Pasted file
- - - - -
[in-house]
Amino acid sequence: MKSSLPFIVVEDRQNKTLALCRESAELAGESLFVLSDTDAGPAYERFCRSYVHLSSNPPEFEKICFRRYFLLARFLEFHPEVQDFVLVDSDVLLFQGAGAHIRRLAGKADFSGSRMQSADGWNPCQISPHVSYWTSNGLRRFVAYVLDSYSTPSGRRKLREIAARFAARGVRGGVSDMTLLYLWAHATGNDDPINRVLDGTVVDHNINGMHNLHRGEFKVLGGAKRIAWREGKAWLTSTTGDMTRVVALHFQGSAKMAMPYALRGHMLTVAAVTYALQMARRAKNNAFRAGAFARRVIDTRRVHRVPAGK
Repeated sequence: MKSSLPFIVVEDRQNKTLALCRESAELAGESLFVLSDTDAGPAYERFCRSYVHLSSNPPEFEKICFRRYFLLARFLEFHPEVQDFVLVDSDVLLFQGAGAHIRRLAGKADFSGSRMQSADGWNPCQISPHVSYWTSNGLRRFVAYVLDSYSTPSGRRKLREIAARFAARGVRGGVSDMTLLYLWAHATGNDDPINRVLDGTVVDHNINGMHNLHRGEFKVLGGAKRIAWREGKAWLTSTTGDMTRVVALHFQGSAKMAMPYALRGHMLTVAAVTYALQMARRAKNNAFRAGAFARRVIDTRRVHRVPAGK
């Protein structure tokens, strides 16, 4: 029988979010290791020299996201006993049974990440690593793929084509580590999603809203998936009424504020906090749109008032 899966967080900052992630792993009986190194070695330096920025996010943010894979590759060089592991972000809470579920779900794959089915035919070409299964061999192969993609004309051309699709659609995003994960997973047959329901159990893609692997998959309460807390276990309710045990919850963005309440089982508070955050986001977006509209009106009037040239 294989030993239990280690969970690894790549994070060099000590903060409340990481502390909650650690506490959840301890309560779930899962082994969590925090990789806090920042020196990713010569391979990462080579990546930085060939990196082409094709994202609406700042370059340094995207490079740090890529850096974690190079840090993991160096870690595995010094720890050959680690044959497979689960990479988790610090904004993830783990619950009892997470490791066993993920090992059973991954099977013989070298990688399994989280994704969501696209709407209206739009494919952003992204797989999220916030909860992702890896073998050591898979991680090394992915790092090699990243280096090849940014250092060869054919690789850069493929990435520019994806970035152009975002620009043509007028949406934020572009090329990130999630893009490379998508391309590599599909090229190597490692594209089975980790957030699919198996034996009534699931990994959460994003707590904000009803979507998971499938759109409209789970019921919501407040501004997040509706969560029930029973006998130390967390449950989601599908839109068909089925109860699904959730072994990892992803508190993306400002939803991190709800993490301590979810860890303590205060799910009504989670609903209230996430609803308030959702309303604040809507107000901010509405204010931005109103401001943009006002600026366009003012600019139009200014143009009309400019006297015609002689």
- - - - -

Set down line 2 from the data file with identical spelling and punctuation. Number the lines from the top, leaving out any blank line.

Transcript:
Amino acid sequence: MKSSLPFIVVEDRQNKTLALCRESAELAGESLFVLSDTDAGPAYERFCRSYVHLSSNPPEFEKICFRRYFLLARFLEFHPEVQDFVLVDSDVLLFQGAGAHIRRLAGKADFSGSRMQSADGWNPCQISPHVSYWTSNGLRRFVAYVLDSYSTPSGRRKLREIAARFAARGVRGGVSDMTLLYLWAHATGNDDPINRVLDGTVVDHNINGMHNLHRGEFKVLGGAKRIAWREGKAWLTSTTGDMTRVVALHFQGSAKMAMPYALRGHMLTVAAVTYALQMARRAKNNAFRAGAFARRVIDTRRVHRVPAGK